Wednesday, October 27

Like ‘Robinson Crusoe of Italy’, many of us yearn for the idea of ​​solitude, even after the confinement | Rhiannon Lucy Cosslett


IIt was moving to read the decision of 81-year-old Mauro Morandi to leave Budelli, the island off Sardinia that had been his home for more than 30 years, after receiving eviction threats. He had been dubbed “the Robinson Crusoe of Italy,” having ended up there simply by chance, after his catamaran broke down while trying to sail to the South Pacific. The island keeper was retiring, and Morandi loved the place so much that she decided to stay and take on the role; up to now.

There is something so sad about listening to a person torn from their idyll, when they have sought and built for themselves a life of solitude. While we may not all be hermits by nature, I think many of us understand that, for some people, constant social interaction can be exhausting and even painful, a source of anxiety rather than pleasure. Books like Quiet: The Power of Introverts in a World That Can’t Stop Talk, and a better understanding of neurodiversity, have led to greater empathy over the past decade with those who need more of their own company and are feeling stressed. By environments of constant socialization or overstimulation, such as open-plan offices.

Some people just respond differently to social situations, and that doesn’t mean that introverts reject all forms of dialogue with others. Engaging in art while alone, for example, is still a form of communication. As Susan Cain, author of Quiet, writes: “Private occasions … make me feel connected to the joys and sorrows of the world, often in the form of communication with writers and musicians that I will never meet in person.”

He feels that it has become more acceptable to be something of a loner, that the natural hermits among us face fewer unpleasant stereotypes than before. The lock may have helped in this, or it may not. I have heard many people say that they identified as introverts, until they were forced to stay home alone for weeks and months during the pandemic. It made them realize how much they depended on social connection for their well-being. Perhaps there will be a backlash against loneliness.

Loneliness and loneliness are, of course, different things. Throughout human history there have been those who yearned for loneliness and its spiritual and psychological benefits. Some speak of it in miraculous terms. Christopher Knight, the man who withdrew from society in his 20s and lived in the forests and valleys of Maine for 27 years, said that “loneliness increased my perception. But here’s the trick: when I applied my higher insight to myself, I lost my identity. There was no audience, no one to act. There was no need to define myself. I became irrelevant. “This removal of identity was not, he said, a bad thing.” My desires faded. I yearned for nothing. I didn’t even have a name. To put it romantically, I was completely free. “

While not that extreme, the crashes of the past year have given us plenty of time to reflect on how much social interaction we want in our lives once things open up again. Some have flourished in solitude and others have felt unbearably lonely, spending months without human contact. Others who previously depended on periods of loneliness have found themselves in constant company. This was the situation in which I found myself; I was used to having the place to myself for hours and hours, to write and think, I had come to believe that I needed it to function. If you had told me a year ago that I could work and exist perfectly well with another person in the house constantly, and also with a cat in need, I would not have believed you. We have all had to adapt. It has taught me the kind of balance that I would like in the future.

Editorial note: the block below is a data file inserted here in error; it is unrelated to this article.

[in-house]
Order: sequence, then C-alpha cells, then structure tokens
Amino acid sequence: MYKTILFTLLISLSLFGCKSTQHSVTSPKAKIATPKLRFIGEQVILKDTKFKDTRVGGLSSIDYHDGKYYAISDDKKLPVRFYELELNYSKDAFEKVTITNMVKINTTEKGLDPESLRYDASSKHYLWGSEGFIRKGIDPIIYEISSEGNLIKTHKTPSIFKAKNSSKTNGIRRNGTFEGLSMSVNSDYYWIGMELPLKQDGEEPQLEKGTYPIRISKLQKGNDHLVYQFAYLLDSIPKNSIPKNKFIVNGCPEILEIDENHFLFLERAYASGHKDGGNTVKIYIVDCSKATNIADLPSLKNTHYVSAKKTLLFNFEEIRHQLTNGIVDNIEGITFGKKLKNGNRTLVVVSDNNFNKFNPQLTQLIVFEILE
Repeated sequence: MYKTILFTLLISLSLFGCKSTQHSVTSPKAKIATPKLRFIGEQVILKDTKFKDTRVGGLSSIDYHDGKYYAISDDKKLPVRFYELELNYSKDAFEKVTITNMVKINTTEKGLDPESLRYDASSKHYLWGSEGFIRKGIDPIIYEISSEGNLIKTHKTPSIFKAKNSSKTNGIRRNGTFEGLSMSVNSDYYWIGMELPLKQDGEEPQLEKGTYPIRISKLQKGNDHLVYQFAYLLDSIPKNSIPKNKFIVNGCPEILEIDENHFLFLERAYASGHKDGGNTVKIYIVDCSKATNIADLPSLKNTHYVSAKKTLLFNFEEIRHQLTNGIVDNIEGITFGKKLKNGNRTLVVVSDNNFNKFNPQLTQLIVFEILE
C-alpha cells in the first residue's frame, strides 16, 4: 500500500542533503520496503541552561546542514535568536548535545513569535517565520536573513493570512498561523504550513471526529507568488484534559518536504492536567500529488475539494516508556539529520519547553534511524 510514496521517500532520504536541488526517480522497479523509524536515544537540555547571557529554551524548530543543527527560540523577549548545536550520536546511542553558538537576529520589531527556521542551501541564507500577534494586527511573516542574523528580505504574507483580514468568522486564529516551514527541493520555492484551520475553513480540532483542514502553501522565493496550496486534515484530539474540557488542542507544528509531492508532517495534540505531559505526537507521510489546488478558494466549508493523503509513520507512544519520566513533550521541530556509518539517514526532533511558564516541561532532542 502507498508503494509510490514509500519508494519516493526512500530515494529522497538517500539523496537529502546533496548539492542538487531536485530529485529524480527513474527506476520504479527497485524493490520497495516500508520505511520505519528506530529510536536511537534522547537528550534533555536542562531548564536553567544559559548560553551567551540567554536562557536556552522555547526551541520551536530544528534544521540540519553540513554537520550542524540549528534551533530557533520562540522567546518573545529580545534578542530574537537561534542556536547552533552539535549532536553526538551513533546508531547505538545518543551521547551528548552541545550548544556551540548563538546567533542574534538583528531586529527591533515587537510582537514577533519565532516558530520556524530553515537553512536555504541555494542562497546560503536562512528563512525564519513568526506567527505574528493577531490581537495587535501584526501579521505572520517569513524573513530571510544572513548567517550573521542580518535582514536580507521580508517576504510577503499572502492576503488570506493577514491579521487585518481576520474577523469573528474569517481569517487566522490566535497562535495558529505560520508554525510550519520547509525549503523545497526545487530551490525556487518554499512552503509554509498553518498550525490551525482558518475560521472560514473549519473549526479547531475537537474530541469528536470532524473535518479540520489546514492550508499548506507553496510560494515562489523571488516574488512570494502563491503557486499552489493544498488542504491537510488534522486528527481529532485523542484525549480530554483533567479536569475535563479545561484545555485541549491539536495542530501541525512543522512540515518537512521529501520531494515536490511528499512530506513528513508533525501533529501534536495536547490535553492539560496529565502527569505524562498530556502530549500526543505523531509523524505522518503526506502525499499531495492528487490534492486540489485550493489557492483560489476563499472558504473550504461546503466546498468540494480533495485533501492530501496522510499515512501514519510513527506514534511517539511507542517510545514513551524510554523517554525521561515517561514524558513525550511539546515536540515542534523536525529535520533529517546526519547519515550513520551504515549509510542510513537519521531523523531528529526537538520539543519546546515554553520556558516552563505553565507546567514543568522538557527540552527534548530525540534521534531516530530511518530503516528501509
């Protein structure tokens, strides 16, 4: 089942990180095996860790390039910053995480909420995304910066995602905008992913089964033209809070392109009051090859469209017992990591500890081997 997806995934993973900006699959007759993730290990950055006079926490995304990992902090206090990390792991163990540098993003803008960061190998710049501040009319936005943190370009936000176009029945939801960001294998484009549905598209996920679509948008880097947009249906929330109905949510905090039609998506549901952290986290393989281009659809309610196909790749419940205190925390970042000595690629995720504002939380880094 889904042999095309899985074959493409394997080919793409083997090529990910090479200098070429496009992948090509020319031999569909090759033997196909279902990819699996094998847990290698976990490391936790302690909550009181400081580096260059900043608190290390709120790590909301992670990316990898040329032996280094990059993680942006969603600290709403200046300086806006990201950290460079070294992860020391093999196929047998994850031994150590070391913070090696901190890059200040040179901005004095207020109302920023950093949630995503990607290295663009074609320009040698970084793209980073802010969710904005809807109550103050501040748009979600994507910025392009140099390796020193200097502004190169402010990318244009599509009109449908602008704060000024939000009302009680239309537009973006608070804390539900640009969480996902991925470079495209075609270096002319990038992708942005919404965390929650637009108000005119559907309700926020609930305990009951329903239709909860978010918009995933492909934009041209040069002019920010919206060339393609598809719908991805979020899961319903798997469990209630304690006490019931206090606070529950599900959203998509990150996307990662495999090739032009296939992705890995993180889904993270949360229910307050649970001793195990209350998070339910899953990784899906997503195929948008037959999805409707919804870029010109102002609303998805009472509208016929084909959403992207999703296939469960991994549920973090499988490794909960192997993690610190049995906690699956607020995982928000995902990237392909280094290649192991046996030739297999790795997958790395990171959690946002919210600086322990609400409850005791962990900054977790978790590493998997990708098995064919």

That said, I still long for solitude. Before the Covid, my periods of loneliness were always marked by episodes of “extreme socialization” at night; Now I feel exhausted with the thought. What I really need is a week on my own, to read, write, listen to records and sit in the garden. Even better, a forest. Needed forest loneliness, German word that means “the feeling of being alone in the forest”. Or take me to Budelli where I can swim from a pink beach! It sounds like heaven.

Basically, I need the solitude that my mother and grandmother and millions of others have forced them into for months. I realize that the others will not be categorically where I am, psychologically: they will be preparing for an incredible party. I wouldn’t be surprised if this year didn’t see another summer of love. I am looking forward to it; You might even have a birthday party, but only after a short period with as much loneliness as you can find first, an early refill.

I wonder how many social misunderstandings will arise as a result of the different levels of loneliness that we yearn for. Some will be hurt if they decline your invitations; It seems contradictory that, after a period of forced isolation, some are not prepared for a packed calendar. It’s generally the loudest and most outgoing who tend to win, but empathy should flow both ways. I see summer as an experiment, from which, hopefully, we will come out with a hangover, but with a better idea of ​​the kind of social life we ​​want.

As for Morandi, he will move to a larger and more populated island, where he will live on the outskirts of the main city. “I’ll just go shopping there and the rest of the time I’ll stay to myself,” he said. “My life will not change too much, I will still see the sea.”


www.theguardian.com

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